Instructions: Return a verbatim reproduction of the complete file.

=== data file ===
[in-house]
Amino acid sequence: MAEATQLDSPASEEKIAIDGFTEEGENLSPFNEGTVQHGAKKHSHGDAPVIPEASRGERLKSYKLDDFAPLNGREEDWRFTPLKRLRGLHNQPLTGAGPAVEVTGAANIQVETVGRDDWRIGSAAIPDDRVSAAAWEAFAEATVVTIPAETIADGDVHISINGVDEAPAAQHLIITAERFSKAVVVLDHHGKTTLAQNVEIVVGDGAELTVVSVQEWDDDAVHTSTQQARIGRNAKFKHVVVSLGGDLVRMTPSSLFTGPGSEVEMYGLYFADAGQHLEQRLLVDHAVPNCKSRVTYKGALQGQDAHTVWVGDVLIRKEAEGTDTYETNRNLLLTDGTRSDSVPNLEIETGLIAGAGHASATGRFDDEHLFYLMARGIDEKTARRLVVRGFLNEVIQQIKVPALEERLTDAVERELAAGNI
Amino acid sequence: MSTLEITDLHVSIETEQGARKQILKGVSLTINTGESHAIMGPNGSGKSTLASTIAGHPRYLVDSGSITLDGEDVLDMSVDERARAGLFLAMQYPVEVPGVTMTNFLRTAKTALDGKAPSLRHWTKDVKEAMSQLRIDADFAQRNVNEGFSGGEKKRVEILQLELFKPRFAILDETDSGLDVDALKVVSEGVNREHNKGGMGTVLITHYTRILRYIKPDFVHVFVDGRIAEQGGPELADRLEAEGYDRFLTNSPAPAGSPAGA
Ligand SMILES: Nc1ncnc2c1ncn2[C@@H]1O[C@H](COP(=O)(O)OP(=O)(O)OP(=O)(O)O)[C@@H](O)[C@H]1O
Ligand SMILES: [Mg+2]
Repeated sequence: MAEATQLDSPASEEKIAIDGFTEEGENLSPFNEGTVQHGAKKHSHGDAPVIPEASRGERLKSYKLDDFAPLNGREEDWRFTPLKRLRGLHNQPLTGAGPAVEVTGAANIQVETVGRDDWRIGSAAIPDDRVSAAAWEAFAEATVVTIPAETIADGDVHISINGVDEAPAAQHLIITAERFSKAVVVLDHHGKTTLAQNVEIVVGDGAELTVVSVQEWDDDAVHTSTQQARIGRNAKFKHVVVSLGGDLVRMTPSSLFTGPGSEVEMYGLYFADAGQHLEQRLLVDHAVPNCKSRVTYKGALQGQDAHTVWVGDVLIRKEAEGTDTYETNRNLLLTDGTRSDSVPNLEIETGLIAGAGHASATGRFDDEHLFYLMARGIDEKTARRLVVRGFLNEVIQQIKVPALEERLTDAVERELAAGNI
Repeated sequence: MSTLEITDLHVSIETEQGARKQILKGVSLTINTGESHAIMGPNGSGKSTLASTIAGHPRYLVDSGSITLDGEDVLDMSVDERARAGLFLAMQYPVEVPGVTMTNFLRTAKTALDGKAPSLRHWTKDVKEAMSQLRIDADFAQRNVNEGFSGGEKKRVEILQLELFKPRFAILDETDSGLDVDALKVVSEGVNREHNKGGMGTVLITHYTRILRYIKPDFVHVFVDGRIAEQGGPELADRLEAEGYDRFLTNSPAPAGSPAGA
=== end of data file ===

[in-house]
Amino acid sequence: MAEATQLDSPASEEKIAIDGFTEEGENLSPFNEGTVQHGAKKHSHGDAPVIPEASRGERLKSYKLDDFAPLNGREEDWRFTPLKRLRGLHNQPLTGAGPAVEVTGAANIQVETVGRDDWRIGSAAIPDDRVSAAAWEAFAEATVVTIPAETIADGDVHISINGVDEAPAAQHLIITAERFSKAVVVLDHHGKTTLAQNVEIVVGDGAELTVVSVQEWDDDAVHTSTQQARIGRNAKFKHVVVSLGGDLVRMTPSSLFTGPGSEVEMYGLYFADAGQHLEQRLLVDHAVPNCKSRVTYKGALQGQDAHTVWVGDVLIRKEAEGTDTYETNRNLLLTDGTRSDSVPNLEIETGLIAGAGHASATGRFDDEHLFYLMARGIDEKTARRLVVRGFLNEVIQQIKVPALEERLTDAVERELAAGNI
Amino acid sequence: MSTLEITDLHVSIETEQGARKQILKGVSLTINTGESHAIMGPNGSGKSTLASTIAGHPRYLVDSGSITLDGEDVLDMSVDERARAGLFLAMQYPVEVPGVTMTNFLRTAKTALDGKAPSLRHWTKDVKEAMSQLRIDADFAQRNVNEGFSGGEKKRVEILQLELFKPRFAILDETDSGLDVDALKVVSEGVNREHNKGGMGTVLITHYTRILRYIKPDFVHVFVDGRIAEQGGPELADRLEAEGYDRFLTNSPAPAGSPAGA
Ligand SMILES: Nc1ncnc2c1ncn2[C@@H]1O[C@H](COP(=O)(O)OP(=O)(O)OP(=O)(O)O)[C@@H](O)[C@H]1O
Ligand SMILES: [Mg+2]
Repeated sequence: MAEATQLDSPASEEKIAIDGFTEEGENLSPFNEGTVQHGAKKHSHGDAPVIPEASRGERLKSYKLDDFAPLNGREEDWRFTPLKRLRGLHNQPLTGAGPAVEVTGAANIQVETVGRDDWRIGSAAIPDDRVSAAAWEAFAEATVVTIPAETIADGDVHISINGVDEAPAAQHLIITAERFSKAVVVLDHHGKTTLAQNVEIVVGDGAELTVVSVQEWDDDAVHTSTQQARIGRNAKFKHVVVSLGGDLVRMTPSSLFTGPGSEVEMYGLYFADAGQHLEQRLLVDHAVPNCKSRVTYKGALQGQDAHTVWVGDVLIRKEAEGTDTYETNRNLLLTDGTRSDSVPNLEIETGLIAGAGHASATGRFDDEHLFYLMARGIDEKTARRLVVRGFLNEVIQQIKVPALEERLTDAVERELAAGNI
Repeated sequence: MSTLEITDLHVSIETEQGARKQILKGVSLTINTGESHAIMGPNGSGKSTLASTIAGHPRYLVDSGSITLDGEDVLDMSVDERARAGLFLAMQYPVEVPGVTMTNFLRTAKTALDGKAPSLRHWTKDVKEAMSQLRIDADFAQRNVNEGFSGGEKKRVEILQLELFKPRFAILDETDSGLDVDALKVVSEGVNREHNKGGMGTVLITHYTRILRYIKPDFVHVFVDGRIAEQGGPELADRLEAEGYDRFLTNSPAPAGSPAGA